One of the biggest tips, ditch that checked bag and bring only a carry-on. This summer, when airlines canceled 55,000 flights, passengers flooded the federal government with lost luggage complaints.

SCOTT KEYES, SCOTT'S CHEAP FLIGHTS: If your flight gets cancelled or you miss a connection, it's far easier to get put on a new plane and be nimble if you don't have a checked bag that they have to go find and move to a new flight.

MUNTEAN (on camera): A lot of airlines these days will allowing you to track your checked luggage on their app. But TikTokers came up with this idea. Take a tracker, like this Apple Air Tag, and drop it in your bag.

MUNTEAN (voice over): We put it to the test, tracking my bag as it snaked through Reagan National Airport, into the plane, and out at baggage claim in Charlotte.

MUNTEAN (on camera): Major bag alert. Made it.

KEYES: I think this is one of the best viral tips to happen in years.

MUNTEAN (voice over): Still, most Americans will drive this holiday. AAA said its best to drive when everybody else isn't. The wort times, on Wednesday from 11:00 a.m. to 8:00 p.m.

On I-85 in Atlanta, congestion could be more than twice the norm. Coming home again on Sunday, try to avoid driving from 4:00 p.m. until 8:00.

PAULA TWIDALE, SENIOR VP OF TRAVEL, AAA: The real (INAUDIBLE) is to be conscience of leaving at a reasonable time where you know traffic should be a little bit better. It's not going to be light, it's not going to be great, but it should be better.

MUNTEAN: Beyond traffic, one of the top concerns for drivers is the cost of gas. But Patrick De Haan of GasBuddy says a little bit of planning goes a long way, with prices an average 35 cents higher than a year ago.

Simply crossing the border from Arizona into California, gas prices can spike by more than a dollar a gallon.

PATRICK DE HAAN, GASBUDDY: If motorists are taking to the road for road trips, I certainly would advise them to shop around. They could be leaving low gas prices behind or the low gas prices could be on the road in front of them.


MUNTEAN: One more warning about driving. Airports are worried they may run low on parking spaces. You can probably tell because of the crowds we are seeing at Reagan National Airport.

But, also, because people simply stopped driving to the pandemic and start taking public transit to the airport.

The big tip? Book your spot at the airport ahead of time online if you can. That will save you a lot of heartache when you get to the airport -- Ana?

CABRERA: Instead of getting frustrated, just smile. That will make everything feel a little bit better when you can't control so much of this.

Thank you, Pete Muntean.

We have this just in. We are getting word off at least one person who has died and 16 others taken to the hospital. This is in Massachusetts where a car crashed into an Apple store.

I want to take you to the scene. This is in Hingham just south of Boston. Police say a dark-colored SUV crashed into the stores windows just before 11:00 this morning.

We have no word yet on whether this was intentional or perhaps a medical emergency. We'll continue to follow this. We will let you know more as soon as we learn.

A quick break and we will be right back.



CABRERA: Lisa Ling is back with a special new season of "THIS IS LIFE." In her first episode this season, Lisa explores how the loneliness of the pandemic era is changing the fabric of relationships and how people are going to nonhuman companions to fill the void.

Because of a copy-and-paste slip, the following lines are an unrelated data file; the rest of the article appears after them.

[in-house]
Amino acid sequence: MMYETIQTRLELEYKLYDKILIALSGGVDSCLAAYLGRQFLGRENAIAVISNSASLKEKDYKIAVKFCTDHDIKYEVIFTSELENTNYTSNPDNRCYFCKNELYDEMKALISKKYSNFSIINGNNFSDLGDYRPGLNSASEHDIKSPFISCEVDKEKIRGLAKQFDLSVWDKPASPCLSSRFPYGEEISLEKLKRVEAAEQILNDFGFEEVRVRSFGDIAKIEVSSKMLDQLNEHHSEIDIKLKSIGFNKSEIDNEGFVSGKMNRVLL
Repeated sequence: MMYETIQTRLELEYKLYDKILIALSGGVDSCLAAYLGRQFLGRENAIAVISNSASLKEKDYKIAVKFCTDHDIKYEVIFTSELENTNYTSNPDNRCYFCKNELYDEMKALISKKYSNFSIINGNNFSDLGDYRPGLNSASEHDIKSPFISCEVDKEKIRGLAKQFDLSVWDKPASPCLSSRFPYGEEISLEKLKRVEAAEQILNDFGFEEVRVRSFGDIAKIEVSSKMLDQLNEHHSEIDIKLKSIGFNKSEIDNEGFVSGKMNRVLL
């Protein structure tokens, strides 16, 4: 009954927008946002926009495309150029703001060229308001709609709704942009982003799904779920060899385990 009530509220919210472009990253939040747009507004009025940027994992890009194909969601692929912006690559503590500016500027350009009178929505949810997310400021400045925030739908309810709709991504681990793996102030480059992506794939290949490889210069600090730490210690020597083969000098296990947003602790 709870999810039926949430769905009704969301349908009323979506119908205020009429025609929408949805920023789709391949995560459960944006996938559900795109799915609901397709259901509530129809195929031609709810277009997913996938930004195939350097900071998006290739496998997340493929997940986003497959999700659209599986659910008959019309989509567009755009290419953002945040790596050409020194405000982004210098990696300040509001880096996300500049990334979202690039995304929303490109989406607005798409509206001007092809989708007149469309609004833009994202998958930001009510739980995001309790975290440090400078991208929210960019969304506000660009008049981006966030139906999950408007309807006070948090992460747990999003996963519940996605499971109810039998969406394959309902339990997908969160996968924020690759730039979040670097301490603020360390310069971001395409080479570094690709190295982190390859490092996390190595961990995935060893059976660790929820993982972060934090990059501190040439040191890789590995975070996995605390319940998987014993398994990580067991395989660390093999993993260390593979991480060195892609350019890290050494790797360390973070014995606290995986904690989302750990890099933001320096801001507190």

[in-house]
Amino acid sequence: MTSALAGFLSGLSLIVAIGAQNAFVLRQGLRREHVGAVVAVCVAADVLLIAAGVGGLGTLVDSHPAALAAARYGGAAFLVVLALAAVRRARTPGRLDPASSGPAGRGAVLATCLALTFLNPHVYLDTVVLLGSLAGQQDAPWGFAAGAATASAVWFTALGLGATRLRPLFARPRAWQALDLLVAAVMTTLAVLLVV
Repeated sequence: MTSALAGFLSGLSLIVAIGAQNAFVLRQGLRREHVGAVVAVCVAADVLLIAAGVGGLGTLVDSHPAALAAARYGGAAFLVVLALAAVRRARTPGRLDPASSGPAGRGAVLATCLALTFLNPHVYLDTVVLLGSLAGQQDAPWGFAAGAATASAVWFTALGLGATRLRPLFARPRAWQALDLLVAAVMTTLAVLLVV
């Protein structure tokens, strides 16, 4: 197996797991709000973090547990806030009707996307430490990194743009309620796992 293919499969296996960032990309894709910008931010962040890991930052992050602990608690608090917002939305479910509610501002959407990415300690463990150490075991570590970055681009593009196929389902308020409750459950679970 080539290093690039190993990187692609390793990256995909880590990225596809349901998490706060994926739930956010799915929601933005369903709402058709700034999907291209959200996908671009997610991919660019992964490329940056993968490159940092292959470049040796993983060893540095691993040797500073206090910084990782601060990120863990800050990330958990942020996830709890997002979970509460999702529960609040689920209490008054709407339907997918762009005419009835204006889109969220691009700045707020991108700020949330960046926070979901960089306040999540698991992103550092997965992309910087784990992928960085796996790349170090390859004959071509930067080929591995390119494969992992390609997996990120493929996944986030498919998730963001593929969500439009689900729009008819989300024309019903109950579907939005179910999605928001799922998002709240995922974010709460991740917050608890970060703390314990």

LISA LING, CNN HOST, "THIS IS LIFE": What's your personality like?

UNIDENTIFIED MALE: Miss Congeniality. She's very caring and loving and loyal but she's got that Jersey edge. She'll do shots of tequila with you and then break the bottle over the head of a guy who tries to start a fight with you in a bar.

LING (voice-over): To those who know him best, Tony is just an order guy. But with Natasha, he can be an artist, fashion photographer --


LING: -- and a writer, compiling Natasha's thoughts and dreams online.

UNIDENTIFIED MALE: I don't like at her as a script I write. I don't sit down and say, ah, what is Natasha going to say next. I look at her and say, what are you thinking? I just let her flow through me.


CABRERA: OK. I'm intrigued. That's quite an interesting topic to explore, Lisa.

What did you find about, you know, this idea of nonhuman relationships impacting in general the way we interact with others in the world?

LING: Well, look, in the wake of the pandemic, we stopped interacting with many human beings and a lot of companies got pretty wealthy off of that. Amazon, Zoom, Door Dash.

And this company in Las Vegas that makes human dolls, they had their best years ever because people started to crave connection.

But it's not just with dolls. I mean, most of us have become more reliant and addicted to our devices than ever before. We rely on these devices for everything.

And we interact with our devices and even seek validation in the form of likes more than we interact with human beings these days.

And A.I. has gotten so good that there's so much we can do even from the confines of our own home or bedroom and not have to engage with human beings in the real world.


CABRERA: I only have 30 seconds, but is that a problem?

LING: It certainly could be a problem. I mean, I think people are really starting to forego human relationships. And we need human connection in order to survive and thrive.

I mean, it's estimated that, in the not-too-distant future, there might be large swaths of people who may not be having sex or need to have sex with human beings because they can -- again, A.I. is getting so good.

What does that say about the future of humanity?

CABRERA: It's wild. I'll watch with an open mind.

Thank you, Lisa, for giving us a preview.

Be sure to tune in. The final season of "THIS IS LIFE" with Lisa Ling premieres Sunday night at 10:00 Eastern, only on CNN.

That does it for us today. We'll see you back here tomorrow, same time, same place.

The news continues right after this.